Alzheimer’s disease is associated with ß-amyloid (Aß) fibrillation, a process in which amyloid proteins in the brain form clumps. To fight the formation of these fibrils, however, a molecule would have to cross the blood-brain barrier — a series of cell junctions that prevent certain substances from entering the brain. In previous work, the researchers showed that a pomegranate extract has anti-Alzheimer’s effects in animals, but they did not identify the compounds responsible. Navindra Seeram and colleagues wanted to investigate which compounds in pomegranate could both pass through the blood-brain barrier and prevent Aß fibrils from forming.

The team isolated and identified 21 compounds — mostly polyphenols — from the pomegranate extract. Computational studies found that polyphenols could not cross the blood-brain barrier, but that urolithins could. Urolithins are anti-inflammatory and neuroprotective compounds that are formed when ellagitannins, a type of polyphenol, are metabolized by gut bacteria. The researchers then showed that urolithins reduced Aß fibrillation levels in vitro. Additionally, these compounds increased the lifespan of an Alzheimer’s roundworm model. They say further tests are needed to determine whether the protective effects of these compounds could ultimately help prevent or treat Alzheimer’s in humans.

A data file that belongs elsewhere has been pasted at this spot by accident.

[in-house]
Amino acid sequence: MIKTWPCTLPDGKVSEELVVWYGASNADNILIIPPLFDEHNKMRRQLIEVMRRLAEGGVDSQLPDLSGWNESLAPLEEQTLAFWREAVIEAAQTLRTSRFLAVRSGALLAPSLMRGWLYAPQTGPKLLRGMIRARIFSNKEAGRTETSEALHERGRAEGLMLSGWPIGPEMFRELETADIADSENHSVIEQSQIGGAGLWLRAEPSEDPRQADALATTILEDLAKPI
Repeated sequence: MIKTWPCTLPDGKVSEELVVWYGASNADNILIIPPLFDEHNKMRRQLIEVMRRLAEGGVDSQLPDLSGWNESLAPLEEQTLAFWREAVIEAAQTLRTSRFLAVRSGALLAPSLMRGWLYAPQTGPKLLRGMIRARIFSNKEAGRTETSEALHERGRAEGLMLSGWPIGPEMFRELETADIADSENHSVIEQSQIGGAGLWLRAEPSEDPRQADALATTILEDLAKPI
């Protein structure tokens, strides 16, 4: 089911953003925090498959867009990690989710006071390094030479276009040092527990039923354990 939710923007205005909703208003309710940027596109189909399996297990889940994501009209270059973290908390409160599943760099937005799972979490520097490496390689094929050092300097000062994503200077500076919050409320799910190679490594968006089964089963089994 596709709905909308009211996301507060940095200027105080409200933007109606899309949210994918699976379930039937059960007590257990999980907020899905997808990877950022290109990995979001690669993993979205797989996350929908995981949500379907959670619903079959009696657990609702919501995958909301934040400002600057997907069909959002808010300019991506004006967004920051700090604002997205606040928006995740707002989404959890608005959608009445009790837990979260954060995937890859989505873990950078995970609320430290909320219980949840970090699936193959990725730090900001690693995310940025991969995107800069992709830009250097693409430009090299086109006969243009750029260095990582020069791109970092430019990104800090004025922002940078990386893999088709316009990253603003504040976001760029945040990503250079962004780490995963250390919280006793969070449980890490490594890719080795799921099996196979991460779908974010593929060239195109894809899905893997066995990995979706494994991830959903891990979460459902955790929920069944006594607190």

Souce link : http://neurosciencenews.com/pomegranate-gut-bacteria-alzheimers-3252/

Original Research: Abstract for “Pomegranate’s Neuroprotective Effects against Alzheimer’s Disease Are Mediated by Urolithins, Its Ellagitannin-Gut Microbial Derived Metabolites” by Tao Yuan, Hang Ma, Weixi Liu, Daniel B. Niesen, Nishan Shah, Rebecca Crews, Kenneth N. Rose, Dhiraj A. Vattem, and Navindra P. Seeram in ACS Chemical Neuroscience. Published online November 11 2015doi:10.1021/acschemneuro.5b00260

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Promising drug combination for advanced prostate cancer

A new drug combination may be effective in treating men with metastatic prostate cancer. Preliminary results of this new approach are encouraging and have led to an ongoing international study being conducted in 196 hospitals worldwide.